Charles Onyango Obbo
Asavia, Margaret, Senteza…and Bernard: They were a class apart
Posted Wednesday, October 16 2013 at 01:18
Bernard was disarmingly simple, and averse to status and power. He didn’t seek it, he didn’t affect it...
Mr Bernard Onyango has left us. Onyango, was the longest serving Academic Registrar at Makerere University. He was also the founding Academic Registrar at Nkonzi University.
I knew him well because he was my father-in-law. For that reason, I shall not write about him as an individual, but rather about what he and other men and women of his generation and kind represented. I think of Bernard and, for me, three other defining figures at Makerere University – Prof. Senteza Kajubi, who was Vice Chancellor in the 1970s; two-time VC Prof. Asavia Wandira; and Prof. Margaret MacPherson, who was my Literature professor.
Bernard was disarmingly simple, and averse to status and power. He didn’t seek it, he didn’t affect it, he didn’t dress the part, he didn’t speak it, he didn’t walk it, he did not care for it, nor did he try to profit from his position. For someone who was a pioneer in so many things, and was so venerated, it was perplexing.
Senteza had the streak of an English gentleman and a bourgeois element to him. Still, he and Bernard were cut from the same professional cloth and were close friends. Yet Kajubi’s humanity was unsurpassable. He treated the students like his children and with a remarkably even hand.
He visited the student dormitories, and during the 1979 war between the Tanzanian and Ugandan exiles forces and Idi Amin’s forces, he outdid himself.
He drove out of the university into a frightened city and Buganda countryside and returned with lorries of food for the students who were barricaded inside The Hill. He stopped and spoke to students on the campus, laid his hands on their shoulders, clasped their hands, and assured them he would not leave them. There were daily reports of threats to his life, but he held his ground – he didn’t have to.
We glued ourselves to foreign radios to hear reports of the war every day. But the days also ended with an update on Kajubi’s runs to stock up supplies.
The last time I saw Bernard and Senteza together was in church. Both of them came in wheelchairs. Kajubi wheeled himself, joined the choir and got lost in song. There was so much joy in his eyes. It seemed few people understood the rythms of life, and heard so much music in it, like Kajubi.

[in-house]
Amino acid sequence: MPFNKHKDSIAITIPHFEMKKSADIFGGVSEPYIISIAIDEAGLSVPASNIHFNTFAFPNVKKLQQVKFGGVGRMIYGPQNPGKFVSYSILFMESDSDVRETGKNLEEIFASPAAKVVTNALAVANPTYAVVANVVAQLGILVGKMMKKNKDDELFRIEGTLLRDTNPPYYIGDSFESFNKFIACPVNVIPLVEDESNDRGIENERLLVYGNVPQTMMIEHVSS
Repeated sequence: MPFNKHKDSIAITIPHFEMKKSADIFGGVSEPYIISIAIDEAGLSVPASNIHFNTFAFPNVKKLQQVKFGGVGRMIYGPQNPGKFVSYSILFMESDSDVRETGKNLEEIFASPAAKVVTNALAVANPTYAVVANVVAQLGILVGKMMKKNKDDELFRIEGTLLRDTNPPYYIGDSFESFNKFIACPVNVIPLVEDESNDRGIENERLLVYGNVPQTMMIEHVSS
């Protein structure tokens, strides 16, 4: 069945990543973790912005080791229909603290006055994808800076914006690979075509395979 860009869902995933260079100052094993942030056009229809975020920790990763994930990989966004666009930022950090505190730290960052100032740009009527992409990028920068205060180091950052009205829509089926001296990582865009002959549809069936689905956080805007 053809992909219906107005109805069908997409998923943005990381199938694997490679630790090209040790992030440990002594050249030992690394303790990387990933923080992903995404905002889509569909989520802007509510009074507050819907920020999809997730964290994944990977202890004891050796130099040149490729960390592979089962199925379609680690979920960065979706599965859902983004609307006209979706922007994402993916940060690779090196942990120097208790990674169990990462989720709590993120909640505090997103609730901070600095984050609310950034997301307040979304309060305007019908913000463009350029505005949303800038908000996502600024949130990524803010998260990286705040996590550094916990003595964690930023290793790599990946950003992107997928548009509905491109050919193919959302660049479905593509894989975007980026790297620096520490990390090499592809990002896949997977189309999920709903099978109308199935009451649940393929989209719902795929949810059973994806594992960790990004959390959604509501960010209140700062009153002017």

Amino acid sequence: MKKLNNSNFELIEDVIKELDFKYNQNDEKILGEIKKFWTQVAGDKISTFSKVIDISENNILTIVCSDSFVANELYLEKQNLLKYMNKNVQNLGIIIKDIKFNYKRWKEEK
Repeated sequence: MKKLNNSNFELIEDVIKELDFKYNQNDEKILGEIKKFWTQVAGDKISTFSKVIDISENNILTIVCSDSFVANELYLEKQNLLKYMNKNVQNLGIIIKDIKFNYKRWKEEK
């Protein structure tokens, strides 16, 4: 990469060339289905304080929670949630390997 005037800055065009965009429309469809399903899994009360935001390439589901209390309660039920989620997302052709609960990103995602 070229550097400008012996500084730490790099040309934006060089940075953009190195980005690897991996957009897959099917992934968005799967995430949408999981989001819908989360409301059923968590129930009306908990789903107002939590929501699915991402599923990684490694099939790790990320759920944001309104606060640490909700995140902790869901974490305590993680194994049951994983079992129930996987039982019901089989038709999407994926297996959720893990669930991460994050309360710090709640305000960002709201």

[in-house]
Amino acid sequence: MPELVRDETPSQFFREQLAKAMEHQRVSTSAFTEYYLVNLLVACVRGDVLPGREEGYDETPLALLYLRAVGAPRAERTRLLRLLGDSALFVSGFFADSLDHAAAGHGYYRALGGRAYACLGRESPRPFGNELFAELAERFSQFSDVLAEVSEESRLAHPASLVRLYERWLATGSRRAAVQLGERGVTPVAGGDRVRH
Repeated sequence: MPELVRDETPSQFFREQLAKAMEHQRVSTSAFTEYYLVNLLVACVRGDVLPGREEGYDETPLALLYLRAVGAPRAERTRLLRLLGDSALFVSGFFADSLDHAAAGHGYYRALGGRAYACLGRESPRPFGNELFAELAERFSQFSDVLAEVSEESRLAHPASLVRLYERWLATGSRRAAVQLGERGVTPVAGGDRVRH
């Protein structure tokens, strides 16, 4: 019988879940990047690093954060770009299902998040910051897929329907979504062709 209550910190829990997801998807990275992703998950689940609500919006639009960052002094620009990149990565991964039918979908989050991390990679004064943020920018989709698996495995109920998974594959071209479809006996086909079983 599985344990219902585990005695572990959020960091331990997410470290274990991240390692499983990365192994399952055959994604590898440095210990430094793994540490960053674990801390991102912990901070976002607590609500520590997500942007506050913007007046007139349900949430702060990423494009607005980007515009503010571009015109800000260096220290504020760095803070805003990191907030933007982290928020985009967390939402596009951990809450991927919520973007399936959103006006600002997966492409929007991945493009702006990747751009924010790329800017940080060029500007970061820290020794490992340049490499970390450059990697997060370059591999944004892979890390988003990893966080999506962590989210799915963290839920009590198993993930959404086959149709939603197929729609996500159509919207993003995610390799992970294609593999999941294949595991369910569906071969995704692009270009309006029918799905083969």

Wandira was extremely sophisticated in his mannerism, and meticulous in speech. He observed his intonation strictly, and even clicked some of his words appropriately.
At home, he chose his wines by the book. He was knowledgeable to a fault, and seemed to know everyone who mattered. He had earned the right to live in lofty airs, but he didn’t. When you visited his house, he would see through the door and walk you out of the compound. Then, in true African fashion, linger a bit and make small talk on the road and laugh heartily. He always seemed uneasy about being vice-chancellor.
Then, there was Margaret. I suffered a slight speech impairment as a result of being struck by lightning as a little boy. I was out for many hours, but in the end became one of the lucky few to survive and write about it.
One day she asked me to her office, and inquired if I had ever thought of reading back to myself as a form of therapy. “Try Shakespeare”, she said. And so I read out to myself a large chunk of Shakespeare, and started on a near-miraculous path to healing.
Mid-way she asked me what I “really” thought about Shakespeare.
“You have a rebellious spirit, and I have noted your unease in the Shakespeare class. On the next assignment, feel free to break away and write what you really feel”, she said. This from the authority on Shakespeare.
On the next Shakespeare assignment, I took to the forest with a very unconventional review.
My eyes popped when I got back the assignment. It was a perfect mark!
I got the point; I didn’t need to conform.
I visited Margaret frequently in Cumbria after she retired, and we even went there for our honeymoon. She was a great recycler. She grew her fruit and vegetables in the backyard, and made her own jam and chutney.
She would save the money she’d have used in the supermarket and buying new things, and whenever I returned from visiting her I would carry envelopes of Pounds for families she was helping in Uganda.
In common, these three men and woman struggled with power and fortune. They either turned their back on it, or shared their blessings generously. They served selflessly and proceeded from the belief that they were a small part of something bigger. It was never just about them. That age, as every Ugandan knows, has all but passed.